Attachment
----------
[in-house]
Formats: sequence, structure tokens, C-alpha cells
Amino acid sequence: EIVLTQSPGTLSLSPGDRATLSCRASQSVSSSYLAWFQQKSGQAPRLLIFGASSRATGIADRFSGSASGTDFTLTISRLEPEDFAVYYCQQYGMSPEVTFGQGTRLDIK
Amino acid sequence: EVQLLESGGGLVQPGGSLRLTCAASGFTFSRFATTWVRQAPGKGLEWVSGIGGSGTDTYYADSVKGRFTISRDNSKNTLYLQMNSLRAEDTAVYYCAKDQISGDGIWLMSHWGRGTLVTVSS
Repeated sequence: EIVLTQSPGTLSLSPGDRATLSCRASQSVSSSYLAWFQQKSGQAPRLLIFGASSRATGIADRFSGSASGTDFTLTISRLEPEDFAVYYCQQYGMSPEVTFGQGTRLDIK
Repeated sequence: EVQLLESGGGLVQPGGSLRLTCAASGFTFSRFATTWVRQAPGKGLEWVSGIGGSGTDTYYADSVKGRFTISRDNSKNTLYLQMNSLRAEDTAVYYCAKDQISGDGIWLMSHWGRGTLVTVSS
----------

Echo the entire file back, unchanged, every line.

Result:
[in-house]
Formats: sequence, structure tokens, C-alpha cells
Amino acid sequence: EIVLTQSPGTLSLSPGDRATLSCRASQSVSSSYLAWFQQKSGQAPRLLIFGASSRATGIADRFSGSASGTDFTLTISRLEPEDFAVYYCQQYGMSPEVTFGQGTRLDIK
Amino acid sequence: EVQLLESGGGLVQPGGSLRLTCAASGFTFSRFATTWVRQAPGKGLEWVSGIGGSGTDTYYADSVKGRFTISRDNSKNTLYLQMNSLRAEDTAVYYCAKDQISGDGIWLMSHWGRGTLVTVSS
Repeated sequence: EIVLTQSPGTLSLSPGDRATLSCRASQSVSSSYLAWFQQKSGQAPRLLIFGASSRATGIADRFSGSASGTDFTLTISRLEPEDFAVYYCQQYGMSPEVTFGQGTRLDIK
Repeated sequence: EVQLLESGGGLVQPGGSLRLTCAASGFTFSRFATTWVRQAPGKGLEWVSGIGGSGTDTYYADSVKGRFTISRDNSKNTLYLQMNSLRAEDTAVYYCAKDQISGDGIWLMSHWGRGTLVTVSS